It would sound a little silly to me; flirty in a bizarre retro way that would come across as either very corny or weirdly nerdy and not in a good way. If I were a man and were addressing a considerably older woman (say, I was 40 and meeting an 80 year-old), I might use the term as a kind of "polite" way to show respect and acknowledge the beauty of a woman beyond a certain age. As a woman, I wouldn't use it. It's the men who are supposed to be enchanted by me, not the other way round!
posted by Dee Xtrovert at 6:16 AM on September 16, 2008

I agree that it's probably a bit too flirty. My experience is also in french canada, however.
posted by cmyr at 6:19 AM on September 16, 2008

Best answer: Well, what can I say. I was brought up in a French Canadian household, went to French Canadian schools, and I work in a bilingual office. Again I say that it never had any flirtatiousness attached to it, ever, and I was taught it was a common reply to an introduction.

Perhaps women are taught differently. But I clearly recall receiving that very reply, more than once, in professional settings. I never attached anything to it and I very much doubt there was any subtle flirtation going on. Make of that what you will, but at least you know where I come from.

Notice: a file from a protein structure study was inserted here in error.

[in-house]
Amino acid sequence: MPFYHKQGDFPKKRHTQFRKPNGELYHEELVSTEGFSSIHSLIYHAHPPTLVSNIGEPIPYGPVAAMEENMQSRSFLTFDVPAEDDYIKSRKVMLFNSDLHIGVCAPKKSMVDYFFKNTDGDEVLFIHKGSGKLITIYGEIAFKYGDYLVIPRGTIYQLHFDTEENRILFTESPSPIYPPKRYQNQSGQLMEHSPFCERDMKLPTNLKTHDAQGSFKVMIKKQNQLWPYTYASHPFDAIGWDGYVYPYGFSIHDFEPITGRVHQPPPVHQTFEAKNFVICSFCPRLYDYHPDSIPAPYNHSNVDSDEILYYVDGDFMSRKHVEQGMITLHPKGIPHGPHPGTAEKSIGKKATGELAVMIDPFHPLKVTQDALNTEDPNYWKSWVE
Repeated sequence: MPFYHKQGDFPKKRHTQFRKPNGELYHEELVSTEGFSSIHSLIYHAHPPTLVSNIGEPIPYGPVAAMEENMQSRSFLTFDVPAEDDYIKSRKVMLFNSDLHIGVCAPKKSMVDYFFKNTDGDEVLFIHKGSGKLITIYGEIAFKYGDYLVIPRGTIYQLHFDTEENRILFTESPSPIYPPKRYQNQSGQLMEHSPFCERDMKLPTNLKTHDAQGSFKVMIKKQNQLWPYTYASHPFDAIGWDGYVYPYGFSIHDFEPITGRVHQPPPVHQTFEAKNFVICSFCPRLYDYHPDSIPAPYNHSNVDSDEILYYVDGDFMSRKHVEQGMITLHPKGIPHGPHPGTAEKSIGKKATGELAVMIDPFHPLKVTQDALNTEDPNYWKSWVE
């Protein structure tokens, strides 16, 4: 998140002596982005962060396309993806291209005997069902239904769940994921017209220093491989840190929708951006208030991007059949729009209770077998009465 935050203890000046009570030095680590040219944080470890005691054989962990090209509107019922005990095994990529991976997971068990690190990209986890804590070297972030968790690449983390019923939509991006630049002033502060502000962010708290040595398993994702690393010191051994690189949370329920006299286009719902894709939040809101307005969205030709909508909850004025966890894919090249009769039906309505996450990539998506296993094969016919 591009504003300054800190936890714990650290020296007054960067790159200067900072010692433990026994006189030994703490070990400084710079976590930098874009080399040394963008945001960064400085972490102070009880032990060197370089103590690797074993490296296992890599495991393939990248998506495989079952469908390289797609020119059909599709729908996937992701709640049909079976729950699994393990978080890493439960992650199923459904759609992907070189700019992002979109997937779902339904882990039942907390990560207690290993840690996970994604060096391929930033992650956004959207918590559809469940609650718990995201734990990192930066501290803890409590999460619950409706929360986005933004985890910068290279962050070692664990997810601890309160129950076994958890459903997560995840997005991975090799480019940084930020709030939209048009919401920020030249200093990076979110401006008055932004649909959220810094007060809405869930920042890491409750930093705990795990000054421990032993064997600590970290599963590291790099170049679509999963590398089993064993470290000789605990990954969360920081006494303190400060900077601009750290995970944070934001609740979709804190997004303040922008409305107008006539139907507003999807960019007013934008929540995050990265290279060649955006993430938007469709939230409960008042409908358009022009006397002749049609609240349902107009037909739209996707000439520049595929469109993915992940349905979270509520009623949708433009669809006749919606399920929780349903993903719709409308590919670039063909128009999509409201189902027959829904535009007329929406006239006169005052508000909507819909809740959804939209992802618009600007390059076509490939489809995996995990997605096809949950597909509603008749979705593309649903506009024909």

posted by splice at 6:28 AM on September 16, 2008

Best answer: I work in Brussels, and regularly hear "enchanté(e)" used (and use it myself) in a completely neutral, polite, professional context, used by either gender when speaking to either gender. As far as I'm concerned, there's nothing flirty about it.

If you're at all uncomfortable though, you could just say "Bonjour/Bonsoir," or tell them your name as you shake hands.
posted by creeky at 6:39 AM on September 16, 2008

Response by poster: Alright, I'll take my chances with "enchantée"... thanks for your help everyone!
posted by olinerd at 6:42 AM on September 16, 2008